With the Armed Forces and the Defence of the nation coming back to the fore, it might have been expected that the Tories would move quickly to reassert their dominance in this field. Sadly their Shadow Minister Liam Fox has been largely invisible in the post and Tory policy on Defence is as unclear as it is on Europe. There has been an element of tinkering at the margins: I heard one suggestion which was that they would promise to have three new battalions of infantry as some sort of election pledge. If it was not so serious, one would fall about laughing at the lack of vision involved in that. Then one gets this sort of curate’s egg from Tory MP Douglas Carswell in The Telegraph. The Tories really have to up their game.

We have, however, surely reached a moment where we have to decide what the threats to the security of the United Kingdom of the 21st. Century are and how best to plan long-term to meet them. The launch of the United Kingdom Defence Association is to be welcomed if it now stimulates such debate, though we should immediately make it clear to the Jolly Jack Tars, The Pongoes and the Fly Boys that they are not about to be given the key to Hamley’s Toy Store. And it would be as well to wrench the focus of some away from the immediate threats of Iraq, Iran, Afghanistan and of Islamo-Fascism and back onto the threats which may emerge in the second quarter of the century, such as an irredentist Russia loaded to the gills with Petrodollars and a China which has at its disposal a blue water navy based on carriers and nuclear submarines.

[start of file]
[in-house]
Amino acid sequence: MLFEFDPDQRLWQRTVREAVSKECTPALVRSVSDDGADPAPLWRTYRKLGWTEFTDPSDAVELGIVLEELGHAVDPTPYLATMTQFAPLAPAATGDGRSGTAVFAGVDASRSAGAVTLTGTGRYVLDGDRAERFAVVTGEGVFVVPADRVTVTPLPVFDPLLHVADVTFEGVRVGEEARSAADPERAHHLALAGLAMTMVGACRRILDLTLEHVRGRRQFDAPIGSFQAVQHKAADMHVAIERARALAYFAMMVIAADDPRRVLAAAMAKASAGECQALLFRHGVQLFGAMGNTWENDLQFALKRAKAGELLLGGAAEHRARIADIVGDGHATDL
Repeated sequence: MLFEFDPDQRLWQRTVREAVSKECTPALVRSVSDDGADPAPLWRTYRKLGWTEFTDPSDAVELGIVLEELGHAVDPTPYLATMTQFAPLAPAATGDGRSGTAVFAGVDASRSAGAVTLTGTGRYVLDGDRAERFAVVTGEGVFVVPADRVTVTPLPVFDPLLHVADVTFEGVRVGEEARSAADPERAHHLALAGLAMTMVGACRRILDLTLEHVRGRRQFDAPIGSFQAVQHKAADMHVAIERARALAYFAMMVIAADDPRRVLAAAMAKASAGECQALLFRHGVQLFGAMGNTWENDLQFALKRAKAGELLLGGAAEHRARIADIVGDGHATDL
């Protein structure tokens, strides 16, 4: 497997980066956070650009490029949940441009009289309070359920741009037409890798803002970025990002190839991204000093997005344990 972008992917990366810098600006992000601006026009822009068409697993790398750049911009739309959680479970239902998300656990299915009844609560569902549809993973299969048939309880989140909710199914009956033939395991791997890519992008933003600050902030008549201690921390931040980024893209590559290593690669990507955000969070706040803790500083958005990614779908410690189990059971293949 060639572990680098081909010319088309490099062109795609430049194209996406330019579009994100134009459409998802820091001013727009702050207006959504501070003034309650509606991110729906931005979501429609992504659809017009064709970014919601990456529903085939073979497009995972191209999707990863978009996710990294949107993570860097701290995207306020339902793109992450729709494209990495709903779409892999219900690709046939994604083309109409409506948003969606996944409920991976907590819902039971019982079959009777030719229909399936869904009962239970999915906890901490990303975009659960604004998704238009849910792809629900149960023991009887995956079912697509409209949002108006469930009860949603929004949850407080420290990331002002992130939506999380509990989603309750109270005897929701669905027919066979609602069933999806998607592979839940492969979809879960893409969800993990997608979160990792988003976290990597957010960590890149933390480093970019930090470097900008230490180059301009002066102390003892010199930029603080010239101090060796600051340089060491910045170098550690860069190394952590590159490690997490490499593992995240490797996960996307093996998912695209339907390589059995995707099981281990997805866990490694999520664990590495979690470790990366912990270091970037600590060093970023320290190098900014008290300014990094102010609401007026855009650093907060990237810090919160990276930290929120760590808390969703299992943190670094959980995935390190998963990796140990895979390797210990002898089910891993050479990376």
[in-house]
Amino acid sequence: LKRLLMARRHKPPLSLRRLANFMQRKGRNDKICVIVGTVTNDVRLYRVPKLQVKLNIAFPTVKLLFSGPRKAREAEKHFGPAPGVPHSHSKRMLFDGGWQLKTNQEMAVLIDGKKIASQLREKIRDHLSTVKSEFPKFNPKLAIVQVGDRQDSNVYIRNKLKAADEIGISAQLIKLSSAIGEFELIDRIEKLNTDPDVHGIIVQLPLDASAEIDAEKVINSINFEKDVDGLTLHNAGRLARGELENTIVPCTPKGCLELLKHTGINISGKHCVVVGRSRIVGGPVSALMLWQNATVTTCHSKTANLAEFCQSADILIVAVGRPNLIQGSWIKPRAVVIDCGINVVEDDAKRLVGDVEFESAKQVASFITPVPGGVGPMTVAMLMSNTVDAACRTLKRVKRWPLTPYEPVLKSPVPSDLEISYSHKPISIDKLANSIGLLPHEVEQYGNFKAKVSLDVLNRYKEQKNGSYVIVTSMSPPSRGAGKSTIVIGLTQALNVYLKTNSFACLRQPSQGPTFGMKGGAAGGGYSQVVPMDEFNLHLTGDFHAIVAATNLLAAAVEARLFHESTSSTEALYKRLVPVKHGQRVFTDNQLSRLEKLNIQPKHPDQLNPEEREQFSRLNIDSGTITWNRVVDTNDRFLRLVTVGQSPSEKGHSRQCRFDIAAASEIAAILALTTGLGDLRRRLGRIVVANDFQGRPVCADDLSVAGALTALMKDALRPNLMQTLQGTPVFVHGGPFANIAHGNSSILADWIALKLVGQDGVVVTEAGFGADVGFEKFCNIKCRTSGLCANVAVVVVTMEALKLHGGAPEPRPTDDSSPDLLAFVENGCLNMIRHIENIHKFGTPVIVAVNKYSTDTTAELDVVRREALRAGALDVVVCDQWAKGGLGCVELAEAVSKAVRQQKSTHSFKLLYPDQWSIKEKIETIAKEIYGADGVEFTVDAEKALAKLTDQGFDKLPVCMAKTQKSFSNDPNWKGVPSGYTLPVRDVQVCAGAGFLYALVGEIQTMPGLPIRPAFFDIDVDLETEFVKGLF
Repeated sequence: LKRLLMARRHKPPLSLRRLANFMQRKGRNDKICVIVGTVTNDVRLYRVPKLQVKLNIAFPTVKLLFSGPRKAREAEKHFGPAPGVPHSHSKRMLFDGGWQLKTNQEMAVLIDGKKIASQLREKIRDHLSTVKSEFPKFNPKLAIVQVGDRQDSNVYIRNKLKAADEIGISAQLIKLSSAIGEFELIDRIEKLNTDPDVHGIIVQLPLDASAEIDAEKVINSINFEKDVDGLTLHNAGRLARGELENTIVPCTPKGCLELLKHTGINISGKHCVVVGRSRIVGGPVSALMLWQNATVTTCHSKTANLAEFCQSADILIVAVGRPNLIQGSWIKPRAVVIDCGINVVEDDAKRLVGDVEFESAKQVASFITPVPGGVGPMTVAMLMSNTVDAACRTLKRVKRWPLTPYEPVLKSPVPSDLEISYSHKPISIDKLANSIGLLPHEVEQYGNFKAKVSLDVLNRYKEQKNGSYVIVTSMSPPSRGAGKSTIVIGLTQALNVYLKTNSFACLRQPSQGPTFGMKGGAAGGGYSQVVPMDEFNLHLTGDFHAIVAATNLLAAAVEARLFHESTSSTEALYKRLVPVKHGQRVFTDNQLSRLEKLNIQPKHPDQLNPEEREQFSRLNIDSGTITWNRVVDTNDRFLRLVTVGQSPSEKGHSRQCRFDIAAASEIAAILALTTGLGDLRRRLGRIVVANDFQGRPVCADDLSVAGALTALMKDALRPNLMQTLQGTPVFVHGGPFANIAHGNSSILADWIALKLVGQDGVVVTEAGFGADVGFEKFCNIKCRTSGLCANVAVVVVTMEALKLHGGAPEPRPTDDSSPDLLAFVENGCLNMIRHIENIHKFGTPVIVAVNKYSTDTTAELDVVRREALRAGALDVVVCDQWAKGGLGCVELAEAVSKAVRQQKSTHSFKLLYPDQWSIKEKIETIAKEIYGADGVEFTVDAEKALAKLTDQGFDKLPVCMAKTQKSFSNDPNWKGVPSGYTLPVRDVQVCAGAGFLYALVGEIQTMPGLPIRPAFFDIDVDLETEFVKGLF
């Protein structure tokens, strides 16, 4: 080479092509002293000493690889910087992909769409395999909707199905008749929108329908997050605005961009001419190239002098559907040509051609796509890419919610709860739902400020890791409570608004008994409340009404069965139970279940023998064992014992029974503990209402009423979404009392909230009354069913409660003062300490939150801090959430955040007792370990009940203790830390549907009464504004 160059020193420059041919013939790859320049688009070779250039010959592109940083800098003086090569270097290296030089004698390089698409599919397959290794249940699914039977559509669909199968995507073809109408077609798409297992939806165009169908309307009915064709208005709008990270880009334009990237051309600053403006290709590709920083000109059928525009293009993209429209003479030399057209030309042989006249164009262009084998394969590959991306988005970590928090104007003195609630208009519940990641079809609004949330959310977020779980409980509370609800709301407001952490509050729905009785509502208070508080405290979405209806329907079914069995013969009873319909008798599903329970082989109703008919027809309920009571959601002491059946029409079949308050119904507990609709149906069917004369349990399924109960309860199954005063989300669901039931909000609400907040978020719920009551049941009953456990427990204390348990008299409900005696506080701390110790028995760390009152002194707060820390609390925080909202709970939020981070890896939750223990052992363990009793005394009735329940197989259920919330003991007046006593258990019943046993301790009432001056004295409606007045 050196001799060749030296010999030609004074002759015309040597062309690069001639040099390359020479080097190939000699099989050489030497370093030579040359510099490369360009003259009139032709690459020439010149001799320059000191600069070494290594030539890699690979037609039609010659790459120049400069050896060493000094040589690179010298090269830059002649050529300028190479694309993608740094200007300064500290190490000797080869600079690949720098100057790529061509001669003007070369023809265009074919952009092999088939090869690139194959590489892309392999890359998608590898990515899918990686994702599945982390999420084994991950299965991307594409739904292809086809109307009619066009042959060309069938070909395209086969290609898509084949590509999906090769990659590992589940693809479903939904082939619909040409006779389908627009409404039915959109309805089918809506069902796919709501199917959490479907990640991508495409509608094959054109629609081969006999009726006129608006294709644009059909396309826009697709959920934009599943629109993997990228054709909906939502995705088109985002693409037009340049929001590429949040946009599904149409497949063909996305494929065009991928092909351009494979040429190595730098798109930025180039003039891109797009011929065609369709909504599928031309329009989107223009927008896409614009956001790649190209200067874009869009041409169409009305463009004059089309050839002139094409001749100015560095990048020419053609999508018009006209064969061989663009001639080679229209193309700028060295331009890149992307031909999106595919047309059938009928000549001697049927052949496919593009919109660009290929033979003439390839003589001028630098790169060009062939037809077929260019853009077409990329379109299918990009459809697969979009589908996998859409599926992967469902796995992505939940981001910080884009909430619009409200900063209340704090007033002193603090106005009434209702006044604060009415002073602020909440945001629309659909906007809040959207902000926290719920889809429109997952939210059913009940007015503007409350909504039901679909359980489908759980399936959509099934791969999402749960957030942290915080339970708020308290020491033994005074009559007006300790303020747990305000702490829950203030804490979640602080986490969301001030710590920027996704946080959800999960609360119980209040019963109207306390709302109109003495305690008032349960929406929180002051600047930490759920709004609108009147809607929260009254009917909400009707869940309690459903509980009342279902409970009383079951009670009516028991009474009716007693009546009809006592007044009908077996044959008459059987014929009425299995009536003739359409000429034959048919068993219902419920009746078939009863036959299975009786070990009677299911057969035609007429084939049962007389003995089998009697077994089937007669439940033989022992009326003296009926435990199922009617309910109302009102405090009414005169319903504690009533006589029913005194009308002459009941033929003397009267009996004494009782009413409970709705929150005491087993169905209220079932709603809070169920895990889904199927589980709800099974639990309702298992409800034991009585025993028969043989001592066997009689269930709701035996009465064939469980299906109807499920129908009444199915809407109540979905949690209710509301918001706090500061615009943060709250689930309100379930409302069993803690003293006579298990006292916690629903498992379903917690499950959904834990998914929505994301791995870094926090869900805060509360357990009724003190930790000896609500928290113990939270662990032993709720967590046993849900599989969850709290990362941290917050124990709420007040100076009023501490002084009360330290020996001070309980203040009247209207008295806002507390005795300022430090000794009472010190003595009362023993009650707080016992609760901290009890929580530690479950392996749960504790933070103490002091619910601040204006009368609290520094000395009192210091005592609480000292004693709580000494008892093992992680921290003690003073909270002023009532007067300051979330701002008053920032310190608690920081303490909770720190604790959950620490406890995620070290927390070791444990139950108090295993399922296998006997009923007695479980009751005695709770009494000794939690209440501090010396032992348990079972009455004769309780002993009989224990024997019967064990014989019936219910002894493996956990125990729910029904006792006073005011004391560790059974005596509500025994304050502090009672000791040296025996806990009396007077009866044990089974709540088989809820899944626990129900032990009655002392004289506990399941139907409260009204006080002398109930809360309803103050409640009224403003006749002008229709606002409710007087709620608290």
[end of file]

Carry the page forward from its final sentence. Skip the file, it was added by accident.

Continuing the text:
As such we are now facing a debate every bit as important as the one which faced us in the 1930s when politicians and then heads of service struggled to work out what the purpose of each of the services was. It seems extraordinary to us now, but in the early 1930s until shortly before the Second World War began the Army could not bring itself to believe that it would ever need to have a Continental Army such as the British Expeditionary Force of 1914 again. Only when it was clear beyond a peradventure to even the dimmest of politico-military minds what Hitler was up to did we finally buckle down to creating a new BEF. Then it was almost too late. We may not be so lucky again.

Today some see it as impossible that we might have to revert to having armed forces we had in the Cold War, yet out there the world is getting uglier by the day. We stand on the possible brink of a major struggle for resources of all kinds but already have the serious problems of the Islamic Terrorism, the Middle East and Pakistan with which to contend. Tinkering at the margins is simply not good enough anymore.

Even when we were a World Power we were pretty good at making a silk purse out of a sow’s ear. The Kaiser was reputed, almost certainly erroneously, to have referred to the BEF of 1914 as a ‘contemptible little army’: in fact another German appreciation of it at the time was as ‘a perfect thing apart’. If we strove to end up on a modest budget with three such services once more, we should be doing rather better than we are at the moment.